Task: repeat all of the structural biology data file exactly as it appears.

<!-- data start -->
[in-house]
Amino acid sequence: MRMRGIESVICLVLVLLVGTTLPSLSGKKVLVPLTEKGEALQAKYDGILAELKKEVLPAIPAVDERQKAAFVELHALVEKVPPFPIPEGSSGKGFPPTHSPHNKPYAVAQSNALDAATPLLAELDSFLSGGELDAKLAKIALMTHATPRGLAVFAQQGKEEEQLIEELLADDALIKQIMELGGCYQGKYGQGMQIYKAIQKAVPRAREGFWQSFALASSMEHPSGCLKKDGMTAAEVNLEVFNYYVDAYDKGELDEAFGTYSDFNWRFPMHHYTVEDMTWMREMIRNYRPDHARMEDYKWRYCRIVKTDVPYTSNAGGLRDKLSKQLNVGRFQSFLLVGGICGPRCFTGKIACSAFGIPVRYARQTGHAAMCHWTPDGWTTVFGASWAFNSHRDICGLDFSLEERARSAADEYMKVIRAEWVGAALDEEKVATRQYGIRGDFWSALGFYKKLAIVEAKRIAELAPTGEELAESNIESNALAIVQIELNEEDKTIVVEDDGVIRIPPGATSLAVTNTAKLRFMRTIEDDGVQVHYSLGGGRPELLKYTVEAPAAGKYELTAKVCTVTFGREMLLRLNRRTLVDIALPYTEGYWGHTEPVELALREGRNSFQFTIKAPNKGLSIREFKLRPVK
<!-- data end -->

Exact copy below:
[in-house]
Amino acid sequence: MRMRGIESVICLVLVLLVGTTLPSLSGKKVLVPLTEKGEALQAKYDGILAELKKEVLPAIPAVDERQKAAFVELHALVEKVPPFPIPEGSSGKGFPPTHSPHNKPYAVAQSNALDAATPLLAELDSFLSGGELDAKLAKIALMTHATPRGLAVFAQQGKEEEQLIEELLADDALIKQIMELGGCYQGKYGQGMQIYKAIQKAVPRAREGFWQSFALASSMEHPSGCLKKDGMTAAEVNLEVFNYYVDAYDKGELDEAFGTYSDFNWRFPMHHYTVEDMTWMREMIRNYRPDHARMEDYKWRYCRIVKTDVPYTSNAGGLRDKLSKQLNVGRFQSFLLVGGICGPRCFTGKIACSAFGIPVRYARQTGHAAMCHWTPDGWTTVFGASWAFNSHRDICGLDFSLEERARSAADEYMKVIRAEWVGAALDEEKVATRQYGIRGDFWSALGFYKKLAIVEAKRIAELAPTGEELAESNIESNALAIVQIELNEEDKTIVVEDDGVIRIPPGATSLAVTNTAKLRFMRTIEDDGVQVHYSLGGGRPELLKYTVEAPAAGKYELTAKVCTVTFGREMLLRLNRRTLVDIALPYTEGYWGHTEPVELALREGRNSFQFTIKAPNKGLSIREFKLRPVK